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IBM releases ODF-based business-grade app services to rival Office

Antony Savvas

IBM has announced the launch of business grade Open Document Format (ODF)-based application services.

The general availability of Lotus Symphony 1.0 for businesses gives them fully supported tools for creating and sharing documents, spreadsheets and presentations.

The move is seen as a full-blooded challenge by IBM to place open-source ODF-based apps directly against Microsoft's proprietary Office suite of apps.

Although Lotus Symphony is a free download from the web with free online, moderated support, IBM is announcing fee-based services to support the needs of large organisations.

This optional service, IBM Elite Support for Lotus Symphony 1.0, delivers unlimited remote technical support at a level consistent with other IBM software products, via an annual subscription to IBM's Passport Advantage or Passport Advantage Express volume licensing programmes.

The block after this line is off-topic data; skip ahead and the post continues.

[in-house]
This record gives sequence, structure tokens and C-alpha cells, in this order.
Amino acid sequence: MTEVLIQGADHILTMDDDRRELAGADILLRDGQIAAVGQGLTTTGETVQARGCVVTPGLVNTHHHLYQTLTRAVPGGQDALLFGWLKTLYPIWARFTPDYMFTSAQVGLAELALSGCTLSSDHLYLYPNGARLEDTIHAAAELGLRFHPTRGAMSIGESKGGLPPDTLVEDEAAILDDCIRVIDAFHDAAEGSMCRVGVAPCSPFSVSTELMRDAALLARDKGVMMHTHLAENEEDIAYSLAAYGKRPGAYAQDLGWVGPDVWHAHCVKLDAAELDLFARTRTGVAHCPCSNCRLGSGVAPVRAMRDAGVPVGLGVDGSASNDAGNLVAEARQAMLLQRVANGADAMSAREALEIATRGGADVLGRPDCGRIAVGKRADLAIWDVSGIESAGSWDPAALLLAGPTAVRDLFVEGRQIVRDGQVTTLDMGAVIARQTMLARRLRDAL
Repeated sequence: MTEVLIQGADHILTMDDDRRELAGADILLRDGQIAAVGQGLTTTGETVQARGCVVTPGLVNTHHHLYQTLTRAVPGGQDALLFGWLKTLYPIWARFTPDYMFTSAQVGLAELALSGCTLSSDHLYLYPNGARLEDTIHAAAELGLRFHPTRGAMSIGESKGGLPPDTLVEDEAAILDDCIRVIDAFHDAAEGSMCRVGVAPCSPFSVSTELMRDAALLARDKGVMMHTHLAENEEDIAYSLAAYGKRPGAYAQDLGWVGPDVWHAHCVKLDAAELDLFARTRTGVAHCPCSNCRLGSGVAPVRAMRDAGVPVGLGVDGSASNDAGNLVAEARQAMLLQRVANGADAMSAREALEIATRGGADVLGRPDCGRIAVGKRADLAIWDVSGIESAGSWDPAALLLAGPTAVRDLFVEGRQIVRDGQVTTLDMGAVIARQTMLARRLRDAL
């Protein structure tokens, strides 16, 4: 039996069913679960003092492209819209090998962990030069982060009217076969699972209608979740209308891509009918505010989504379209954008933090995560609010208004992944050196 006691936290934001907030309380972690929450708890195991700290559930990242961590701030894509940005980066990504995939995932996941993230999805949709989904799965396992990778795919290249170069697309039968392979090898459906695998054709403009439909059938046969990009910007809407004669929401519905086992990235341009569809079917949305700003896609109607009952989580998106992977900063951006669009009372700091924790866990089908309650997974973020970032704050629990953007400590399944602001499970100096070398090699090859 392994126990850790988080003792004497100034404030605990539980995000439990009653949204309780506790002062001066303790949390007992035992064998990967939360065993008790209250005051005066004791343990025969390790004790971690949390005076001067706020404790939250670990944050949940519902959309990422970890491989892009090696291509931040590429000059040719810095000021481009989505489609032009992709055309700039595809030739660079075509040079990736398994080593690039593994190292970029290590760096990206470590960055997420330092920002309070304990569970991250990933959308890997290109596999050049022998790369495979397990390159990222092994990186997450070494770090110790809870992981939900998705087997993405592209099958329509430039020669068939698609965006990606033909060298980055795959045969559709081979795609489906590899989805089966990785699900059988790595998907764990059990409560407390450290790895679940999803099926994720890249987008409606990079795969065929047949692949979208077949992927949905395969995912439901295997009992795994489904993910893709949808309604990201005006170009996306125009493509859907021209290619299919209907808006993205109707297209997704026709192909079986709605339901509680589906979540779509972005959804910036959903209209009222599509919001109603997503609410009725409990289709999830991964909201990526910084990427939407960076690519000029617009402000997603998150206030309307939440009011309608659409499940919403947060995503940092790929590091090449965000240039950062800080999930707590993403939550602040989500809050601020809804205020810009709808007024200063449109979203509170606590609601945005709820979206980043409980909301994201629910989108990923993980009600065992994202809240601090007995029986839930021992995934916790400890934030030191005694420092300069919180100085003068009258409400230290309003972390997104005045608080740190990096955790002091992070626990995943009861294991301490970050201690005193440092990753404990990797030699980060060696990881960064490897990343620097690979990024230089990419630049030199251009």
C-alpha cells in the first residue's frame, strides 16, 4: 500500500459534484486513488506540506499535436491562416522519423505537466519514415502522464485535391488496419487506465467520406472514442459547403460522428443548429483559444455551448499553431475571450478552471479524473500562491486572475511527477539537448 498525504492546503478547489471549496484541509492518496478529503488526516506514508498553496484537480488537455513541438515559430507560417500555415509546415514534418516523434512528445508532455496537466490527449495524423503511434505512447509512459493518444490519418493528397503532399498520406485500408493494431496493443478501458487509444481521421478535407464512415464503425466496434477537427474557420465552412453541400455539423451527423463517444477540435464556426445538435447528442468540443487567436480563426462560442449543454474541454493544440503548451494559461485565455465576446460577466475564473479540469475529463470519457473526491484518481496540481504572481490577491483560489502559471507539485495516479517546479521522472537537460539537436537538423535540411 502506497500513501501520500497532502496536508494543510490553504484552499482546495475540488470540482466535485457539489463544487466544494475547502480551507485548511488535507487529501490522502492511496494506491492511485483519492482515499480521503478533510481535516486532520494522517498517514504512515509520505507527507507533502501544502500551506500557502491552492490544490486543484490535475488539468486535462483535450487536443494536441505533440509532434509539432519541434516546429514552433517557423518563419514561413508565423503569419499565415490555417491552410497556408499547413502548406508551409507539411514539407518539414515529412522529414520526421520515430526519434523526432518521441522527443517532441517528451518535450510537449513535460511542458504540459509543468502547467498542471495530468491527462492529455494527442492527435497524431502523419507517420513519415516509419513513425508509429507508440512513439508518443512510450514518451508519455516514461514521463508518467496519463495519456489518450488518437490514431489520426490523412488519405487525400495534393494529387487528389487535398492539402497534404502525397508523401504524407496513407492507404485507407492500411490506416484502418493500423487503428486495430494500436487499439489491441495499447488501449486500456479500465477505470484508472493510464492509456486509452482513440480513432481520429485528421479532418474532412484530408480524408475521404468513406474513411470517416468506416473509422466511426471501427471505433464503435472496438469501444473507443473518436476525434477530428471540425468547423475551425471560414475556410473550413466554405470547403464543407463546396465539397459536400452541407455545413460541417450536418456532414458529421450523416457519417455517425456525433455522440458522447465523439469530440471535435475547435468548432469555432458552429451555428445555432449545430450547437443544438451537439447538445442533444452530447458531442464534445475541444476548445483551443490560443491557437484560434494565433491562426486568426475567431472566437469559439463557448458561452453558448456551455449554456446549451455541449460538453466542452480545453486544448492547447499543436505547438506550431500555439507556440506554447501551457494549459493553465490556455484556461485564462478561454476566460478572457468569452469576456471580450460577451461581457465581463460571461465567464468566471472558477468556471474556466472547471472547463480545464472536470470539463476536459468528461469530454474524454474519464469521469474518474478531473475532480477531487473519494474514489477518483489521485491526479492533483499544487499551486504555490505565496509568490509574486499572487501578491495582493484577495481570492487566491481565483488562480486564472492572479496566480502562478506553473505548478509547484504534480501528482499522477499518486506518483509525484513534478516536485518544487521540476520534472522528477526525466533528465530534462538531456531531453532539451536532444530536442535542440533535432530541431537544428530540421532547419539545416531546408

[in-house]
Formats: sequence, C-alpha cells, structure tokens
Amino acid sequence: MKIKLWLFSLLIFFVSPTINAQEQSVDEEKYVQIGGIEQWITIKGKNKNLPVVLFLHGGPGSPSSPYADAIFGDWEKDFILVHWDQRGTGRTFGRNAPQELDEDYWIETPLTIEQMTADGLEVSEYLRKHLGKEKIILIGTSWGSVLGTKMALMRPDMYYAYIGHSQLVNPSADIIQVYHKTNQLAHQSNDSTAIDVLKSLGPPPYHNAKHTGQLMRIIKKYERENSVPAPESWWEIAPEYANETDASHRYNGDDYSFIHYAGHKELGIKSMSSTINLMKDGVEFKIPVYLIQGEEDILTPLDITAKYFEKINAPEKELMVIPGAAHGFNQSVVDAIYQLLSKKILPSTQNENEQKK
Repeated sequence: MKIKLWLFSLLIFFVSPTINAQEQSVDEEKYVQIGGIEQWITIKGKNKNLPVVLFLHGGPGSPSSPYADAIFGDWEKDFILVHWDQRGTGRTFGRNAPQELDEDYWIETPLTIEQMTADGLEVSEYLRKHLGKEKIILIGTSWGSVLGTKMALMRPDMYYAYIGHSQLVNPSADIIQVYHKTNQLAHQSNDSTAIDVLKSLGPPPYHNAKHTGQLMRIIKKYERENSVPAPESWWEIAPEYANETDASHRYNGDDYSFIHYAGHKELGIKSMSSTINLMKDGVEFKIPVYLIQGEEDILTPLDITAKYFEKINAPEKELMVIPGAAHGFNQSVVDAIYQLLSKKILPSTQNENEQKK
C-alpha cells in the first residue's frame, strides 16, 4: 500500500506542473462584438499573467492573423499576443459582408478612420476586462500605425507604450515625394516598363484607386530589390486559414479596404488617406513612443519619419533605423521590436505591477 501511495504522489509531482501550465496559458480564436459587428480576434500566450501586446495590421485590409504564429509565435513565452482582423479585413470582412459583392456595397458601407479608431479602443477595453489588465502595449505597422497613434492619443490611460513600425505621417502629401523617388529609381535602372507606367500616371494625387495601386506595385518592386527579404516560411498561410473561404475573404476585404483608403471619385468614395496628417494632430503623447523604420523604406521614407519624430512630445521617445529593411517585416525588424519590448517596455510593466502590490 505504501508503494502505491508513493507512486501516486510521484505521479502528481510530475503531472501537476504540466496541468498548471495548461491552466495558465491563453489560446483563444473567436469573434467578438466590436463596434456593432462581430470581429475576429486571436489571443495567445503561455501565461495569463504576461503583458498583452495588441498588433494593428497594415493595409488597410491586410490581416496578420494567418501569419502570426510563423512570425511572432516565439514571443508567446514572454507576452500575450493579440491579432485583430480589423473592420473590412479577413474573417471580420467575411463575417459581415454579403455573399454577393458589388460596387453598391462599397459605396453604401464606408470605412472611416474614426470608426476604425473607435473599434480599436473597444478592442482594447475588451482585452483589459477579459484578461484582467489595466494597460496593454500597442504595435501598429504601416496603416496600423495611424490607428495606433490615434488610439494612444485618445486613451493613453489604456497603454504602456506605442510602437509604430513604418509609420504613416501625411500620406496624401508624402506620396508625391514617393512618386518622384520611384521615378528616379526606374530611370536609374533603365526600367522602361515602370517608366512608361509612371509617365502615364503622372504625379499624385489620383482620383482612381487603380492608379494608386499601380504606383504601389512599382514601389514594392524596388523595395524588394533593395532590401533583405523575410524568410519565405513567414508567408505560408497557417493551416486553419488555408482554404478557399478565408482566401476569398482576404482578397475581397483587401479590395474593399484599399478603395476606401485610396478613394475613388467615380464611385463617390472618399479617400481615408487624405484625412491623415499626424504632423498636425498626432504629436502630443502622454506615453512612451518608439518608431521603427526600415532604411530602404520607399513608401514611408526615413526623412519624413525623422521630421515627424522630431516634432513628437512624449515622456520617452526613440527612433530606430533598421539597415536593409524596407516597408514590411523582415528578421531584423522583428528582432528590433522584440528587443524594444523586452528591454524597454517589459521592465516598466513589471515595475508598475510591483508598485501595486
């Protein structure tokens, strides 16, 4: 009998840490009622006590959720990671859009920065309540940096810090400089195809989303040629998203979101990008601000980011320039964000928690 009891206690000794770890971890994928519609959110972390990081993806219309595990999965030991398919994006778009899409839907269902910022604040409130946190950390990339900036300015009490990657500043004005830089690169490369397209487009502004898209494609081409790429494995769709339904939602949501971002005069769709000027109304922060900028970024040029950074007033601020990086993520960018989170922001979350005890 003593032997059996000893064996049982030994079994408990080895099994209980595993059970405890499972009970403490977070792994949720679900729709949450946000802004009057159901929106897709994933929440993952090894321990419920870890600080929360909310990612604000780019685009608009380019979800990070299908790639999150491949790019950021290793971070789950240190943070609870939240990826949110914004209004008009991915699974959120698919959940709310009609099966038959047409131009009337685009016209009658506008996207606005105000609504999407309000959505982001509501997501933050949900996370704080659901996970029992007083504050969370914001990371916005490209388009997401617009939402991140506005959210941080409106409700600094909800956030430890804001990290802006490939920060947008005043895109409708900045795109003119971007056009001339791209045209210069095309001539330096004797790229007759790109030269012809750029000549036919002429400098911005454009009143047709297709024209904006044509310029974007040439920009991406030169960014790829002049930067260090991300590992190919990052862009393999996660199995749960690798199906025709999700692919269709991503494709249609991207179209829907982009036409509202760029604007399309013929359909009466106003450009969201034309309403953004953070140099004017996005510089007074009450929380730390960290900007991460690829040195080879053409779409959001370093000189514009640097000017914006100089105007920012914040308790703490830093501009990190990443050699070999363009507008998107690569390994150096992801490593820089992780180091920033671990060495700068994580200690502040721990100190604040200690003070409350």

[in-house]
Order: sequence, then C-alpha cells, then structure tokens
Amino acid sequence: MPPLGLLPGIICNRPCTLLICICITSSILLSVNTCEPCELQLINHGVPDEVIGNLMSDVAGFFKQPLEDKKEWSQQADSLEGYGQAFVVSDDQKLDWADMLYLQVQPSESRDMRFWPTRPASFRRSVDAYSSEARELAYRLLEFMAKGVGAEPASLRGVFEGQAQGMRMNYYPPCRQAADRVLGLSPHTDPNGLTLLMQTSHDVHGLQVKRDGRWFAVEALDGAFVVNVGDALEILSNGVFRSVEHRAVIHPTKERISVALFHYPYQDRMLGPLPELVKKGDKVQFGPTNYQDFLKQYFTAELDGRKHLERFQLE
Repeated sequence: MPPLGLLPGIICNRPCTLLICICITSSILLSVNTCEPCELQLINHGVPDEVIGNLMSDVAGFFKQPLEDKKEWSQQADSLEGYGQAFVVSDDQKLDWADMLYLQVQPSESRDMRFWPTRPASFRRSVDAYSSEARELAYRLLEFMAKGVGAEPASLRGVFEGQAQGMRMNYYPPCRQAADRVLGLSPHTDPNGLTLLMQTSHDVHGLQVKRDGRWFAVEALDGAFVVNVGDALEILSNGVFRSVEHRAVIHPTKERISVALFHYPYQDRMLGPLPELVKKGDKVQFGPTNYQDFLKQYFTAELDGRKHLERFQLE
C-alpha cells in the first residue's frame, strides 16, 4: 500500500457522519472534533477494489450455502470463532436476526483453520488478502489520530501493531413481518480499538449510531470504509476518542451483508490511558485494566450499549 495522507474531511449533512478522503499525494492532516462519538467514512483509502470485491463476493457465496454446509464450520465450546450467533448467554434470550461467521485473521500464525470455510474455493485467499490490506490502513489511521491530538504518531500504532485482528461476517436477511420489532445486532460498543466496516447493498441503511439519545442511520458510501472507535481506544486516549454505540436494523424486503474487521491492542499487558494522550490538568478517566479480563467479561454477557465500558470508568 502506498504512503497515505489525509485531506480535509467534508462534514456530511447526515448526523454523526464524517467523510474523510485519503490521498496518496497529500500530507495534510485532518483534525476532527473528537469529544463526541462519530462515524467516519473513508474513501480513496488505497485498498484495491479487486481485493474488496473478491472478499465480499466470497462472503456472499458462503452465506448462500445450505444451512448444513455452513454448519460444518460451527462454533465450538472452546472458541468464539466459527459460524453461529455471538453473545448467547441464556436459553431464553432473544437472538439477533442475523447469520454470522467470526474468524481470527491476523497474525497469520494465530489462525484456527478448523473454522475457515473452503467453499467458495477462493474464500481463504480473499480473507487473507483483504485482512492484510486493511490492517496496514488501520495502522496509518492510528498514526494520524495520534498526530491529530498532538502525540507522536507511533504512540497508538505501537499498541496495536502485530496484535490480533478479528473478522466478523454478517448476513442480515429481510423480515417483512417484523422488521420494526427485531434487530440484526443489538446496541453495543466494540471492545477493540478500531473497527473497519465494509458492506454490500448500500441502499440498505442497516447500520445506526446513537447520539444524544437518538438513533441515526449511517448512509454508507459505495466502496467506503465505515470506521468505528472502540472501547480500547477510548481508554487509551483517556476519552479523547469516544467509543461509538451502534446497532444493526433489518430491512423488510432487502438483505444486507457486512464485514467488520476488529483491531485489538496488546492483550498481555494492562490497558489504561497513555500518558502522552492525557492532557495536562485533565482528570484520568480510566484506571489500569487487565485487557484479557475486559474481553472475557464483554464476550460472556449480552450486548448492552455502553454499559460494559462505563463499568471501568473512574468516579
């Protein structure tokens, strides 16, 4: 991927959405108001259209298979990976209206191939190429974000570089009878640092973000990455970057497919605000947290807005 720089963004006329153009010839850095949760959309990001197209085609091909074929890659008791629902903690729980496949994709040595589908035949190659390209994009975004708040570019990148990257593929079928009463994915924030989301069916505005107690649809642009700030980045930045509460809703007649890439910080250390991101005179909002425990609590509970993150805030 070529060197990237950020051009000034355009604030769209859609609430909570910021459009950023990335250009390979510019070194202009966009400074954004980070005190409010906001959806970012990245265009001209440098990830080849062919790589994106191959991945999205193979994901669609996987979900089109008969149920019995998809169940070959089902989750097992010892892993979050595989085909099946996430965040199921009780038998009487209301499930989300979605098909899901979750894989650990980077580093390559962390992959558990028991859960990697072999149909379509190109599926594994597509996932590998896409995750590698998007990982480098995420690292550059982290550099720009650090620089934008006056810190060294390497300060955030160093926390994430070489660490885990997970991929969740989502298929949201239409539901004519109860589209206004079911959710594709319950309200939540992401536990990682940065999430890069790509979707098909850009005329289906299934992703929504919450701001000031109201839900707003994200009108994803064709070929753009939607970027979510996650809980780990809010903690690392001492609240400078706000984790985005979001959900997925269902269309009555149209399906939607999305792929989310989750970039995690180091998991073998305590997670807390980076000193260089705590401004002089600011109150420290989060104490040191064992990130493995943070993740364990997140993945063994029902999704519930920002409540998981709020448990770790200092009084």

IBM said Lotus Symphony "could save a company with 20,000 employees £4m in software licence fees, or potentially more than £2m in software renewal fees", but did not specify what it was benchmarking the figure on.

IBM said that if that same firm chose to switch to Symphony for only half of its employees, it could still save several million pounds in licence or renewal fees, even if it subscribed to IBM's Elite Support services at £12.50 per user for 1,000 employees.

Launched in September 2007, Lotus Symphony has been downloaded by nearly a million individuals in an open public beta programme.

IBM said, "A growing number of businesses are considering decisions to renew their Microsoft Office licensing agreements, and move up to Office 2007 and Vista.

"Lotus Symphony 1.0 provides a timely and cost-effective alternative, tested by nearly 1m people worldwide."





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